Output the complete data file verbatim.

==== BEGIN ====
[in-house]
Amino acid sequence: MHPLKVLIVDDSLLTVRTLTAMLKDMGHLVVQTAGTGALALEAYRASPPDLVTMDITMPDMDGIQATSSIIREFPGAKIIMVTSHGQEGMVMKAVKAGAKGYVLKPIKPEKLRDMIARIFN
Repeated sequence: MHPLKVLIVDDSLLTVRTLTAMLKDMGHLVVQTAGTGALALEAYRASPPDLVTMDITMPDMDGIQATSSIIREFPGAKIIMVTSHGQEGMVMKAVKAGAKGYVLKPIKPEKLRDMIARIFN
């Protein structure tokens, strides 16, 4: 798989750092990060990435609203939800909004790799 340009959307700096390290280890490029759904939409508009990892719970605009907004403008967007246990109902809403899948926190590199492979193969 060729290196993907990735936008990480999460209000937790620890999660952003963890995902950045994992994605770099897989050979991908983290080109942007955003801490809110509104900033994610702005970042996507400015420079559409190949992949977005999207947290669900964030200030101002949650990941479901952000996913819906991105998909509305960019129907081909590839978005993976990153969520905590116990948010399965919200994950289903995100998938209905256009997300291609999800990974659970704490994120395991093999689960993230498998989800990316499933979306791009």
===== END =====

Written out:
[in-house]
Amino acid sequence: MHPLKVLIVDDSLLTVRTLTAMLKDMGHLVVQTAGTGALALEAYRASPPDLVTMDITMPDMDGIQATSSIIREFPGAKIIMVTSHGQEGMVMKAVKAGAKGYVLKPIKPEKLRDMIARIFN
Repeated sequence: MHPLKVLIVDDSLLTVRTLTAMLKDMGHLVVQTAGTGALALEAYRASPPDLVTMDITMPDMDGIQATSSIIREFPGAKIIMVTSHGQEGMVMKAVKAGAKGYVLKPIKPEKLRDMIARIFN
């Protein structure tokens, strides 16, 4: 798989750092990060990435609203939800909004790799 340009959307700096390290280890490029759904939409508009990892719970605009907004403008967007246990109902809403899948926190590199492979193969 060729290196993907990735936008990480999460209000937790620890999660952003963890995902950045994992994605770099897989050979991908983290080109942007955003801490809110509104900033994610702005970042996507400015420079559409190949992949977005999207947290669900964030200030101002949650990941479901952000996913819906991105998909509305960019129907081909590839978005993976990153969520905590116990948010399965919200994950289903995100998938209905256009997300291609999800990974659970704490994120395991093999689960993230498998989800990316499933979306791009």